Doniya Soni

Policy Manager, techUK


At CAF, we collaborate with industry experts and leaders to ensure that we understand sector needs, concerns and ambitions in relation to achieving social purpose. We asked Doniya Soni at techUK to share her thoughts on ‘what a good digital future looks like’.

This week, new research has found that the number of European DSI (digital social innovation) organisations has nearly doubled since 2015. This trend is evident in not only the creation of organisations solely focused on DSI but the energy and focus tech companies are dedicating to social issues.

At techUK, my work is focused on the people element of tech – how do we get more people into the industry? How do we keep them? And what can we do to ensure that the tech workforce is as diverse and inclusive as possible?

I have met a range of individuals who are passionate and dedicated to the creation of a good digital future. While a good digital future can relate to a plethora of issues, one element we dedicate considerable time to is creating a diverse and inclusive culture in tech. We believe this starts with achieving gender parity in the industry.

techUK is working with its members to create tangible, actionable solutions that will address the issue. The projects that we work on are targeted interventions that address some core issues:

  1. Getting more girls interested in STEM
  2. Retaining female talent, including after a career break
  3. Challenging industry to self-assess their diversity initiatives


The number of girls taking computing at A-Level has declined by 70 per cent – and boys are four times more likely to take IT GCSE than girls. Therefore, it’s critical that we get involved early and give the advice and guidance needed to ensure girls consider STEM subjects as viable avenues for their futures.

We partnered on the People Like Me initiative with WISE. People Like Me empowers young women to understand the wonderful opportunities in tech. It works by first getting girls to define themselves through adjectives – such as imaginative, good with numbers or creative (rather than objectively as boys tend to). The tools then get  them to translate those descriptions into types of worker, such as Explorer or Regulator, Persuader or Developer. This helps them to identify which STEM careers could be of interest.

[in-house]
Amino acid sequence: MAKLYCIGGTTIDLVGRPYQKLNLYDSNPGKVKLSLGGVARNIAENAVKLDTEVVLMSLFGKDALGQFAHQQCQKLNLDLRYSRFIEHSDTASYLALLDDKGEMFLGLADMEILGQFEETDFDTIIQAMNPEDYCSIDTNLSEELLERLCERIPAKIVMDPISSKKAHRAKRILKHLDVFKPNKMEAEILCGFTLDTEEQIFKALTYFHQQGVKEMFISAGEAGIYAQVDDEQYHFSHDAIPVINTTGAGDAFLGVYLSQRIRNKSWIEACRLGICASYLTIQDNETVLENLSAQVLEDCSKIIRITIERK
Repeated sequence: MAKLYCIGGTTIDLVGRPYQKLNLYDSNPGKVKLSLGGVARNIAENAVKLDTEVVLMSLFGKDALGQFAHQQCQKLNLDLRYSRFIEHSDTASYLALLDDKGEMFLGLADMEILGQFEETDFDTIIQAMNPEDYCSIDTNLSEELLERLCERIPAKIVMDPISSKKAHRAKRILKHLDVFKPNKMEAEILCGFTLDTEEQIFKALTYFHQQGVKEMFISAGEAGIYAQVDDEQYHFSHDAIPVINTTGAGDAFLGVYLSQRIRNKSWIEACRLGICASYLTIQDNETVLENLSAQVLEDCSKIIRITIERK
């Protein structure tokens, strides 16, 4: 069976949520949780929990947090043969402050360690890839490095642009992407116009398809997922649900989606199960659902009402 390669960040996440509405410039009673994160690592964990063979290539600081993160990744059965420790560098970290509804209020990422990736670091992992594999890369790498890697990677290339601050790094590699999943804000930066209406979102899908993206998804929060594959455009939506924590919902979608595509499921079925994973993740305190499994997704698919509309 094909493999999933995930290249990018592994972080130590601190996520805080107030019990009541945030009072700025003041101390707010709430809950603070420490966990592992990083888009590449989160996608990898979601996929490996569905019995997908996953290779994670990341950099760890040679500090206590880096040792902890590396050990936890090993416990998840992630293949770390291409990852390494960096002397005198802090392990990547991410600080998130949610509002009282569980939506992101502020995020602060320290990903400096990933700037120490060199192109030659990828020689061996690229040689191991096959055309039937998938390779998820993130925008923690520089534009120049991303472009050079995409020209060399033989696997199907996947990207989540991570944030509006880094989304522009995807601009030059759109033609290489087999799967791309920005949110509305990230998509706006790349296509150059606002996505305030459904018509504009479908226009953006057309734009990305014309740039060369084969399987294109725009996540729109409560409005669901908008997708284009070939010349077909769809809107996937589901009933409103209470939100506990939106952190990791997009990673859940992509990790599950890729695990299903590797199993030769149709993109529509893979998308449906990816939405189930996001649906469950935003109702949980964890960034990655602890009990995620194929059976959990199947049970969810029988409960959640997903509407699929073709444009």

We’re currently working with the WISE Campaign to bring the resources online so that they are more accessible to teachers and careers advisors across the UK. We want to “turn the lights on” in schools and ensure parents, teachers, career advisors, and students all receive the message that there is a wealth of exciting careers in the industry.

Getting more girls interested in STEM


Estimates suggest that almost two million women in the UK are currently economically inactive due to caring commitments, and 76 per cent of professional women on career breaks want to return to work.

The tech sector has some way to go with women returners – the average tenure of a woman in the industry is just seven years.

Retaining Female Talent

A lack of proper structures in place for women who have taken leave for caring responsibilities means there is a widening gap in senior female tech leaders, as suggested by the statistic that fewer than one in ten of the 17 per cent of women in tech are in leadership positions.

techUK identified a gap in the market and created the Returners Hub, an online resource for jobseekers and employers alike. It serves as a one-stop shop for individuals looking to return to the tech sector and for employers to explore training initiatives. 

Featuring a number of free online resources for returners, the Hub has proved to be a successful tool for jobseekers and employers alike.


The lack of diversity in senior leadership is critically important. Publicly traded companies with male-only executive directors missed out on £430bn of investment returns last year.

The Tech Talent Charter (TTC), developed in part by the techUK Women in Tech Council chair Susan Bowen and supported by the Government’s Department for Digital, Culture, Media and Sport has been created with this issue in mind. The TTC is a commitment by organisations to a set of undertakings that aim to deliver greater diversity in the UK tech workforce, one that better reflects the make-up of the population. Signatories of the charter have made a number of pledges in relation to their approach to recruitment, retention and progression, and signatories of the charter are on the rise.

Challenging industry


The work techUK does with its members is just a snapshot of the landscape. There are a number of amazing, inspirational initiatives which tackle the issue at every level. With the current pace of progress and momentum, I am confident that we can achieve a great digital future for all.


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